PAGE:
Posted on Tuesday, December 29, 2009
As a commercial real estate and foreclosure attorney, author, and occasional commentator on the subject, I must say that Amir Efrati’s observations of apparent tolerance for a vigilante judiciary in the face of our Nation’s massive foreclosure losses (“Foreclosure Challenges Raise Questions About Judicial Role, ” December 24, 2009) spoiled my morning coffee and then some.
Despite our founding fathers best intentions, it’s no secret that the U.S. judicial system is less than perfect. After all, people, namely judges, are the cornerstone of the system and we all know that people are imperfect. Still, amongst the more manageable flaws is our ability to monitor and quash inappropriate subjectivity cloaked as justice. Tolerating deviation and bias by individual rogue judges from the principals upon which our country was founded and with which they themselves agreed to abide when accepting the all-important role as guardian of our nations’ legal system is at best naïve. Especially in a world which revolves around precedence, the potential implications should be abundantly clear.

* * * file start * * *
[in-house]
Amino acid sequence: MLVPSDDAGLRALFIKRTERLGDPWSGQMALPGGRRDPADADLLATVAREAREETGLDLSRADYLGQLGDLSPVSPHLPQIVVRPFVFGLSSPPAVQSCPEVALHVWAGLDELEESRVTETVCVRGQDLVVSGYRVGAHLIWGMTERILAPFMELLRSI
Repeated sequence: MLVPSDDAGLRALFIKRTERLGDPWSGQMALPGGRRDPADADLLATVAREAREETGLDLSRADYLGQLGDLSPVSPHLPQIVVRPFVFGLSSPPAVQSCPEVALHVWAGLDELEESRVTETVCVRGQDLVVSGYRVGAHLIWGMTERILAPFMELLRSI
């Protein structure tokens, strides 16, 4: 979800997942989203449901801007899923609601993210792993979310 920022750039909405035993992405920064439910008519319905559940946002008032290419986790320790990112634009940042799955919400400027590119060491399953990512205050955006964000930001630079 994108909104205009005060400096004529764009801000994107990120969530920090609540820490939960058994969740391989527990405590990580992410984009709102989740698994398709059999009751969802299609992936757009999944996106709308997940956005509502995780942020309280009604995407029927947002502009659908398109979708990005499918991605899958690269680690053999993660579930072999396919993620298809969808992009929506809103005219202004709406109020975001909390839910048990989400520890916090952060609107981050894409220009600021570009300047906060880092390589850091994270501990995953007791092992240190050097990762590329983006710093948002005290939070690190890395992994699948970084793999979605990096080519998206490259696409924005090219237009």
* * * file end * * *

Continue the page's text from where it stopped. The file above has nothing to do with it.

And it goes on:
Not all judges are created equal. And most do not come to the position with first-hand experience in every area of the law upon which they may eventually rule, including real estate law, mortgage financing and foreclosures. Particularly in light of never before seen participations, securitizations, servicing arrangements and other hallmarks of our recent real estate bubble, absent of a thorough understanding of the dynamics and ripple effects decisions relating to these vehicles may have, judges in particular need to stick with the time-tested, universally accepted judiciary scripts.